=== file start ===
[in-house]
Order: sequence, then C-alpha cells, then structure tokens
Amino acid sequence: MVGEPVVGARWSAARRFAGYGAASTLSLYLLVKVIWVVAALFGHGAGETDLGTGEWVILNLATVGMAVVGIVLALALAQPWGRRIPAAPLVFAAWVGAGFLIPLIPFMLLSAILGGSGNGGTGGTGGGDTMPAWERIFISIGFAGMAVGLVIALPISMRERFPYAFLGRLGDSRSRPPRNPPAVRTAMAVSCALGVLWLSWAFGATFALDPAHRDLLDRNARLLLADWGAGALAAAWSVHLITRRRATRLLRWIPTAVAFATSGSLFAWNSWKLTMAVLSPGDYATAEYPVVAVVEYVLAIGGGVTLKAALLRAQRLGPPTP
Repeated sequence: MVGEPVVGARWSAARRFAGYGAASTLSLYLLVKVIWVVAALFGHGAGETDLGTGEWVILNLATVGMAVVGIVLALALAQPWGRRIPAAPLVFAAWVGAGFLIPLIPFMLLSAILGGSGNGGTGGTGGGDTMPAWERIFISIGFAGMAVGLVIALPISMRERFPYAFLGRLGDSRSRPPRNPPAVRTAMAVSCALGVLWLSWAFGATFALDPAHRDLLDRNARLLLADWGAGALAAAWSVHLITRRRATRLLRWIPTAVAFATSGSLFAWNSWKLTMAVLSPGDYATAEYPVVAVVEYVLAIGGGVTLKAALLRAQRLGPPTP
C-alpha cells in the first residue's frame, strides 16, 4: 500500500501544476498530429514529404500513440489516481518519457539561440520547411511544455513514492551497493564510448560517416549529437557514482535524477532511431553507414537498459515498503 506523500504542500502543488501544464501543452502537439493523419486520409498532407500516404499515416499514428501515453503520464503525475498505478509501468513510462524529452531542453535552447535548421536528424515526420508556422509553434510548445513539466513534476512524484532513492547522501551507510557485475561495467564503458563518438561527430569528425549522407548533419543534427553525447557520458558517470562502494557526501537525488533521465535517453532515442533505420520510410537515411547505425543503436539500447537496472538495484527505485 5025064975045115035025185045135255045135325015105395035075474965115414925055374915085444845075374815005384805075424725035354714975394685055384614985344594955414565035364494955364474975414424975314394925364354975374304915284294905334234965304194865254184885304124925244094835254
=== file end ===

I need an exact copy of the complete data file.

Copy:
[in-house]
Order: sequence, then C-alpha cells, then structure tokens
Amino acid sequence: MVGEPVVGARWSAARRFAGYGAASTLSLYLLVKVIWVVAALFGHGAGETDLGTGEWVILNLATVGMAVVGIVLALALAQPWGRRIPAAPLVFAAWVGAGFLIPLIPFMLLSAILGGSGNGGTGGTGGGDTMPAWERIFISIGFAGMAVGLVIALPISMRERFPYAFLGRLGDSRSRPPRNPPAVRTAMAVSCALGVLWLSWAFGATFALDPAHRDLLDRNARLLLADWGAGALAAAWSVHLITRRRATRLLRWIPTAVAFATSGSLFAWNSWKLTMAVLSPGDYATAEYPVVAVVEYVLAIGGGVTLKAALLRAQRLGPPTP
Repeated sequence: MVGEPVVGARWSAARRFAGYGAASTLSLYLLVKVIWVVAALFGHGAGETDLGTGEWVILNLATVGMAVVGIVLALALAQPWGRRIPAAPLVFAAWVGAGFLIPLIPFMLLSAILGGSGNGGTGGTGGGDTMPAWERIFISIGFAGMAVGLVIALPISMRERFPYAFLGRLGDSRSRPPRNPPAVRTAMAVSCALGVLWLSWAFGATFALDPAHRDLLDRNARLLLADWGAGALAAAWSVHLITRRRATRLLRWIPTAVAFATSGSLFAWNSWKLTMAVLSPGDYATAEYPVVAVVEYVLAIGGGVTLKAALLRAQRLGPPTP
C-alpha cells in the first residue's frame, strides 16, 4: 500500500501544476498530429514529404500513440489516481518519457539561440520547411511544455513514492551497493564510448560517416549529437557514482535524477532511431553507414537498459515498503 506523500504542500502543488501544464501543452502537439493523419486520409498532407500516404499515416499514428501515453503520464503525475498505478509501468513510462524529452531542453535552447535548421536528424515526420508556422509553434510548445513539466513534476512524484532513492547522501551507510557485475561495467564503458563518438561527430569528425549522407548533419543534427553525447557520458558517470562502494557526501537525488533521465535517453532515442533505420520510410537515411547505425543503436539500447537496472538495484527505485 5025064975045115035025185045135255045135325015105395035075474965115414925055374915085444845075374815005384805075424725035354714975394685055384614985344594955414565035364494955364474975414424975314394925364354975374304915284294905334234965304194865254184885304124925244094835254